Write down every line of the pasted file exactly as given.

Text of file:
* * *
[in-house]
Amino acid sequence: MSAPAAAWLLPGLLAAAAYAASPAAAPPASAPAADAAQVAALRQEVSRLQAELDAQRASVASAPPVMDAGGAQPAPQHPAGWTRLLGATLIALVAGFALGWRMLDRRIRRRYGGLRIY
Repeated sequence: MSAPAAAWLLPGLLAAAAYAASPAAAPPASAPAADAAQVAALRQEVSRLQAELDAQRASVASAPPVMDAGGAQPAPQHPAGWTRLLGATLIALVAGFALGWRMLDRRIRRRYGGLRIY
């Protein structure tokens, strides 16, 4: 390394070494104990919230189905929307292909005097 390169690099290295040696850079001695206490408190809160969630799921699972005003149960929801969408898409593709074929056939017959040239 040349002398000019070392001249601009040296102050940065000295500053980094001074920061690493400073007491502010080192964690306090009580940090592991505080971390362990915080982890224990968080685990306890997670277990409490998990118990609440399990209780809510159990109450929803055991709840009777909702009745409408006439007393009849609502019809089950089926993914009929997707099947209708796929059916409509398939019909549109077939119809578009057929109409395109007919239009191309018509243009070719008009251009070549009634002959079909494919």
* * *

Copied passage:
[in-house]
Amino acid sequence: MSAPAAAWLLPGLLAAAAYAASPAAAPPASAPAADAAQVAALRQEVSRLQAELDAQRASVASAPPVMDAGGAQPAPQHPAGWTRLLGATLIALVAGFALGWRMLDRRIRRRYGGLRIY
Repeated sequence: MSAPAAAWLLPGLLAAAAYAASPAAAPPASAPAADAAQVAALRQEVSRLQAELDAQRASVASAPPVMDAGGAQPAPQHPAGWTRLLGATLIALVAGFALGWRMLDRRIRRRYGGLRIY
């Protein structure tokens, strides 16, 4: 390394070494104990919230189905929307292909005097 390169690099290295040696850079001695206490408190809160969630799921699972005003149960929801969408898409593709074929056939017959040239 040349002398000019070392001249601009040296102050940065000295500053980094001074920061690493400073007491502010080192964690306090009580940090592991505080971390362990915080982890224990968080685990306890997670277990409490998990118990609440399990209780809510159990109450929803055991709840009777909702009745409408006439007393009849609502019809089950089926993914009929997707099947209708796929059916409509398939019909549109077939119809578009057929109409395109007919239009191309018509243009070719008009251009070549009634002959079909494919």